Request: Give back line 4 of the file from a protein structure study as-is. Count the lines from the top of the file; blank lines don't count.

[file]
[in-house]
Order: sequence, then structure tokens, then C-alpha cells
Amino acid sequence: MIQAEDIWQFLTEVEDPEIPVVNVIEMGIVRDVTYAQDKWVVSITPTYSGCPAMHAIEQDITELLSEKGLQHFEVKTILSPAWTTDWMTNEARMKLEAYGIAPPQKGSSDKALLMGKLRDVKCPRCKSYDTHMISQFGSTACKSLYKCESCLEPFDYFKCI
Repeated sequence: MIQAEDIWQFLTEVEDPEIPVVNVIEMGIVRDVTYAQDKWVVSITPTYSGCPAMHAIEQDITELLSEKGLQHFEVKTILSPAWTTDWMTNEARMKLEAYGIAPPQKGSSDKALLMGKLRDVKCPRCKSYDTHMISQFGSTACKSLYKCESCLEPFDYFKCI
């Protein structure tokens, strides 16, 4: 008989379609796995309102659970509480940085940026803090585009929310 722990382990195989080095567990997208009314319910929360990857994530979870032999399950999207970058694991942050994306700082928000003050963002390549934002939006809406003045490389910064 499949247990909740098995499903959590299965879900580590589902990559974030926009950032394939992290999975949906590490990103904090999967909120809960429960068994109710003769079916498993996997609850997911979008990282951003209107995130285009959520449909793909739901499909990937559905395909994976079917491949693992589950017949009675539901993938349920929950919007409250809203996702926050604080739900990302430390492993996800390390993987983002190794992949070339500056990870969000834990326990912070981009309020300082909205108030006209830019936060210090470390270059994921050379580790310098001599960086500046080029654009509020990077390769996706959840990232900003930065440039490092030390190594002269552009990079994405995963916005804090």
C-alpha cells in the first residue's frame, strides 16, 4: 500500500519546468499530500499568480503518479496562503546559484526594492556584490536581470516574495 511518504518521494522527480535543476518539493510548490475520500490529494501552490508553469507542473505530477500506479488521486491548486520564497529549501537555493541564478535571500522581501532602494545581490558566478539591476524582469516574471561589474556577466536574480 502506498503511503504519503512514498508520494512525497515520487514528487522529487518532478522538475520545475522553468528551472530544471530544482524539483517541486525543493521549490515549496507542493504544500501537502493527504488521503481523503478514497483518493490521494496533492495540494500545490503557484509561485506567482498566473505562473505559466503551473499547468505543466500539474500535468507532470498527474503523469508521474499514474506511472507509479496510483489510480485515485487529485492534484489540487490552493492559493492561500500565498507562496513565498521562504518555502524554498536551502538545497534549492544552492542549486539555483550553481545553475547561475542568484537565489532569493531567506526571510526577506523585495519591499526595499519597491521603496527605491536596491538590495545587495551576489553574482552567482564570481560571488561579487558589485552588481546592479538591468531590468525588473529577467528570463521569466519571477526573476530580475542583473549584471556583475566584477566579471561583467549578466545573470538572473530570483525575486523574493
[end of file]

Repeated sequence: MIQAEDIWQFLTEVEDPEIPVVNVIEMGIVRDVTYAQDKWVVSITPTYSGCPAMHAIEQDITELLSEKGLQHFEVKTILSPAWTTDWMTNEARMKLEAYGIAPPQKGSSDKALLMGKLRDVKCPRCKSYDTHMISQFGSTACKSLYKCESCLEPFDYFKCI